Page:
Clark Howard gives a thumbsdown to TURNKEY.

23 Replies

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Alice this is a little silly.. Any real estate bought no matter turn key or what.. if it never goes up in value and you have to sell it.. its not that great of an investment.. you not only don't make much because of sales load but you have recapture..

real estate wealth is made in ultra long term hold IE your tenant pays off your house forget about cash flow as long as you did not feed it you end up with a free and clear asset that your tenant paid for.. that is wealth builder..

Or its made in very nice appreciation movements.

OR and this is more than just buy and hold money is made in value add... as the name implies.

lastly what the heck does Clark Howard now about real estate anyway ? :)

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If I could get long term financing on all of the homes we sell I probably would keep a higher % of them. I can also tell you that Homes we were selling as late as 2012, we could almost certainly buy them back from the investor for the same price that we sold them for. 

@Curt Davis   curt as in you would buy them back for 2012 prices because that would be a good price point for you now ??

some of my turnkey vendors there markets have shot up pretty good since 2012.

many markets are bouncing back but as we know middle earth did not falter as far as other markets so it did not go down as much so the bounce back is not as pronounced.

@Jay Hinrichs

Yes that is correct.  There have been several factors which have helped the values improve to a level that we could almost buy them back for the price we sold it to them then.  An example would be in 2010 we sold 3 bed 2 bath brick homes for $49,900 - $54,900 that rented for $850.  In 2012 we sold the same home for about $62,900.  Same home today sells for a minimum of $79,900-$84,900.  Still meeting the 1% rule in this price to rent ratio range.

@Curt Davis   my wife brokered a duplex last july  1200 a side  sales price 440k... in Portlandia and one of my clients is building new construction 2 and 4 units that will sell for 400k a UNIT.. kind of getting to socal and bay area prices here.. those will rent in the 2 to 2500 range.. but they are high end.. wolf appliances sub zero really nice stuff.. and of course we have basically zero section 8 here. pretty tough to get anyone to take it.. with vacancy less than 1%... one add on craigs list and 35 calls all 700 fico or more..  :)  got to love the different markets right?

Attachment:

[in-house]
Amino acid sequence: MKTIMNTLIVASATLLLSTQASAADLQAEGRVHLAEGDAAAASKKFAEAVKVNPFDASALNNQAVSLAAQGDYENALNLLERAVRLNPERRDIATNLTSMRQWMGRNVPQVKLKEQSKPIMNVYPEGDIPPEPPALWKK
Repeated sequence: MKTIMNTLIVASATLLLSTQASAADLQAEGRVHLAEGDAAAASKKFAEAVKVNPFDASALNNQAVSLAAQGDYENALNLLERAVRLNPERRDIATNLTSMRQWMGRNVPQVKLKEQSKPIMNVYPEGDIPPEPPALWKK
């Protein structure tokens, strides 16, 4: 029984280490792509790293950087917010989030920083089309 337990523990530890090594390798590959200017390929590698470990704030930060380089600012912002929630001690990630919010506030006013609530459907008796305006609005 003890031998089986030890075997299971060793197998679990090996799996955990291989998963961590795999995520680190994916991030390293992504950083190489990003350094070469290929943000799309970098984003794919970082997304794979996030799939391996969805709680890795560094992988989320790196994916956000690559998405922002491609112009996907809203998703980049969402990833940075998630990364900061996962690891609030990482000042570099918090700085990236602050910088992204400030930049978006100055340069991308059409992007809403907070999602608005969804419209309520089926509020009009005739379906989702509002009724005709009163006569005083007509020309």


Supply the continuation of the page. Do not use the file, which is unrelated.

so I guess 850 rent for 80k still works just fine :)

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Originally posted by @Curt Davis :

If I could get long term financing on all of the homes we sell I probably would keep a higher % of them. I can also tell you that Homes we were selling as late as 2012, we could almost certainly buy them back from the investor for the same price that we sold them for. 

That's what's known as a circular argument. ie. Why would Lenders readily give long term financing against properties that are known not to have increased in value over time? Good luck.

All of the homes we sell every year do increase in value. They have been going up since 2010.  

Originally posted by @Curt Davis :

All of the homes we sell every year do increase in value. They have been going up since 2010.  

 That just speaks to clever marketing. ie. Why don't your Buyers expect the same, 6 years later?...

Originally posted by @Curt Davis :

All of the homes we sell every year do increase in value. They have been going up since 2010.  

Seems like the proper phrasing of this statement should be" All of the homes we sell every year have increased in value"  .......   

I do not have a home for sale In Little Rock.  Tenants are responsible for their landscaping as well as utilities.  Regarding vacancy and repairs factors, all investors factor it in, we just provide basic financials. You will find that many companies project figures differently. Regardless of what figures are shown any prospective buyer is going to run them their way and if the numbers pan out for them then great, if not no big deal. 

Originally posted by @Account Closed :

Key Metrics

=$661.83Gross Monthly Cash Flow
$825.00Monthly Rental Income
-$66.00Monthly Management Fee
-$54.17Monthly Property Tax
-$43.00Monthly Insurance Expense

   

Curt Davis property currently for sale.  No accting for ladscaping, vacancy,, etc................what is this......................................lol.

7 Sunnydale LRock ARK.   I must say the neighborhood does  a good job on lawn care.

Thanks for pointing that out. 

Originally posted by @Jack Baczek :